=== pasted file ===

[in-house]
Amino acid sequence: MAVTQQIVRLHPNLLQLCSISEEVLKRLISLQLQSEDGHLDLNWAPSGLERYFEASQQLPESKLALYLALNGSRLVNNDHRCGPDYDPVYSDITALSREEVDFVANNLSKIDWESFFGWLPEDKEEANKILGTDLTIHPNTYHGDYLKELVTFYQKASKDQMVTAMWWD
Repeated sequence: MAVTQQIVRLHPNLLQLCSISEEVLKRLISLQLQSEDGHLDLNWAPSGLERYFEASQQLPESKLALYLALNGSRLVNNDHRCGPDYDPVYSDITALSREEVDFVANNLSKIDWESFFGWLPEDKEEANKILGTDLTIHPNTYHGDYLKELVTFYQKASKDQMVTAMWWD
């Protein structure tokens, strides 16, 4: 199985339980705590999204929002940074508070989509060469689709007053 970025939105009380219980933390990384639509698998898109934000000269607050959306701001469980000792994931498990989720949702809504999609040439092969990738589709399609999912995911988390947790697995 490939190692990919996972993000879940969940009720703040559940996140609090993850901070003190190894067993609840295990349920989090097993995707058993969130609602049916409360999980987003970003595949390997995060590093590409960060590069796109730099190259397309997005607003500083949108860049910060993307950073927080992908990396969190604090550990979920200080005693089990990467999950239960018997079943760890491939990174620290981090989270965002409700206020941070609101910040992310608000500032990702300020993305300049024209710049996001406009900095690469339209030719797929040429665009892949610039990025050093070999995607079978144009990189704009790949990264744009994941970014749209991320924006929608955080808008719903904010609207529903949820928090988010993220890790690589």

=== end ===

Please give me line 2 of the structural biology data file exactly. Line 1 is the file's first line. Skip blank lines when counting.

Amino acid sequence: MAVTQQIVRLHPNLLQLCSISEEVLKRLISLQLQSEDGHLDLNWAPSGLERYFEASQQLPESKLALYLALNGSRLVNNDHRCGPDYDPVYSDITALSREEVDFVANNLSKIDWESFFGWLPEDKEEANKILGTDLTIHPNTYHGDYLKELVTFYQKASKDQMVTAMWWD